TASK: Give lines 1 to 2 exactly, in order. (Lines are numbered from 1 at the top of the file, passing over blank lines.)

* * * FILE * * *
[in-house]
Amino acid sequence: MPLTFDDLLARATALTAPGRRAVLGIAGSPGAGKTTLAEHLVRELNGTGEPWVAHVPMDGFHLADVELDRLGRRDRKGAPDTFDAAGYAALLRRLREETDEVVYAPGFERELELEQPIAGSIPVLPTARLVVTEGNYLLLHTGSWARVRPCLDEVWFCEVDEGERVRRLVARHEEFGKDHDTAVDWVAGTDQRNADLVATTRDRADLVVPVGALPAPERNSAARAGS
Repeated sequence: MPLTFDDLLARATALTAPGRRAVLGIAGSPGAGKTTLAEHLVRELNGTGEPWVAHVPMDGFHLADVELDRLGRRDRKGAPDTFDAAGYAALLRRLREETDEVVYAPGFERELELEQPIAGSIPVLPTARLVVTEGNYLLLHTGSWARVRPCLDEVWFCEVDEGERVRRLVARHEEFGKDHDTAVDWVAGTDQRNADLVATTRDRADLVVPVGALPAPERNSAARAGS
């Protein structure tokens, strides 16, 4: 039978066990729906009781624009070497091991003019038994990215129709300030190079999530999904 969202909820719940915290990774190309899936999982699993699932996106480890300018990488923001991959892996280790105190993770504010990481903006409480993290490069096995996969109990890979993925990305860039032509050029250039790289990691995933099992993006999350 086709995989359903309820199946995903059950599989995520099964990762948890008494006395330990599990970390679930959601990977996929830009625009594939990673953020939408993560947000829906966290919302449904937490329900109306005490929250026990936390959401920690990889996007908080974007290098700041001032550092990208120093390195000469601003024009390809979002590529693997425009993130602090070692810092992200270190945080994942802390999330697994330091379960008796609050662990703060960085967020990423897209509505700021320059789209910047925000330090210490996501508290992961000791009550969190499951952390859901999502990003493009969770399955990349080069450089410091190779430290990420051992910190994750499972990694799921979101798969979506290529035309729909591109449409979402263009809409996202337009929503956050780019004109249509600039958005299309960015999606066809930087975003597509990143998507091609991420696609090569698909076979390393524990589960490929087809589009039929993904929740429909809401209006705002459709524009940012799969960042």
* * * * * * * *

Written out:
[in-house]
Amino acid sequence: MPLTFDDLLARATALTAPGRRAVLGIAGSPGAGKTTLAEHLVRELNGTGEPWVAHVPMDGFHLADVELDRLGRRDRKGAPDTFDAAGYAALLRRLREETDEVVYAPGFERELELEQPIAGSIPVLPTARLVVTEGNYLLLHTGSWARVRPCLDEVWFCEVDEGERVRRLVARHEEFGKDHDTAVDWVAGTDQRNADLVATTRDRADLVVPVGALPAPERNSAARAGS